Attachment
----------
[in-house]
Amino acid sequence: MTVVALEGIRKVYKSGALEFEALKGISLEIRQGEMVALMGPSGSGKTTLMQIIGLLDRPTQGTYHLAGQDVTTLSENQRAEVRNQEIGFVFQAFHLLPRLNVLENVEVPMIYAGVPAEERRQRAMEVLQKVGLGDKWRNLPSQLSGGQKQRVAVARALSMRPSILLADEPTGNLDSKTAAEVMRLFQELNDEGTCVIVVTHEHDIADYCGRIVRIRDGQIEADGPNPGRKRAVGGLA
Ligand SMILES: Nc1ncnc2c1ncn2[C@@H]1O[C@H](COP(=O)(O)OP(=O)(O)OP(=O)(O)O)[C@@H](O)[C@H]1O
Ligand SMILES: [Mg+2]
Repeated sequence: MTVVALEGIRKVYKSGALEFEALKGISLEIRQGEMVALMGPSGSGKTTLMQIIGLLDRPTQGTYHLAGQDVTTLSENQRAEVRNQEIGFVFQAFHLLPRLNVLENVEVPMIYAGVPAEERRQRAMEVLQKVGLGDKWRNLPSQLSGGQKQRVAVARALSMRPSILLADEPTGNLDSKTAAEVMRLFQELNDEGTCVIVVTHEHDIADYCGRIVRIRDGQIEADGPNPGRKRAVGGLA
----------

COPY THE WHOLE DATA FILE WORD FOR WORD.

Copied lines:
[in-house]
Amino acid sequence: MTVVALEGIRKVYKSGALEFEALKGISLEIRQGEMVALMGPSGSGKTTLMQIIGLLDRPTQGTYHLAGQDVTTLSENQRAEVRNQEIGFVFQAFHLLPRLNVLENVEVPMIYAGVPAEERRQRAMEVLQKVGLGDKWRNLPSQLSGGQKQRVAVARALSMRPSILLADEPTGNLDSKTAAEVMRLFQELNDEGTCVIVVTHEHDIADYCGRIVRIRDGQIEADGPNPGRKRAVGGLA
Ligand SMILES: Nc1ncnc2c1ncn2[C@@H]1O[C@H](COP(=O)(O)OP(=O)(O)OP(=O)(O)O)[C@@H](O)[C@H]1O
Ligand SMILES: [Mg+2]
Repeated sequence: MTVVALEGIRKVYKSGALEFEALKGISLEIRQGEMVALMGPSGSGKTTLMQIIGLLDRPTQGTYHLAGQDVTTLSENQRAEVRNQEIGFVFQAFHLLPRLNVLENVEVPMIYAGVPAEERRQRAMEVLQKVGLGDKWRNLPSQLSGGQKQRVAVARALSMRPSILLADEPTGNLDSKTAAEVMRLFQELNDEGTCVIVVTHEHDIADYCGRIVRIRDGQIEADGPNPGRKRAVGGLA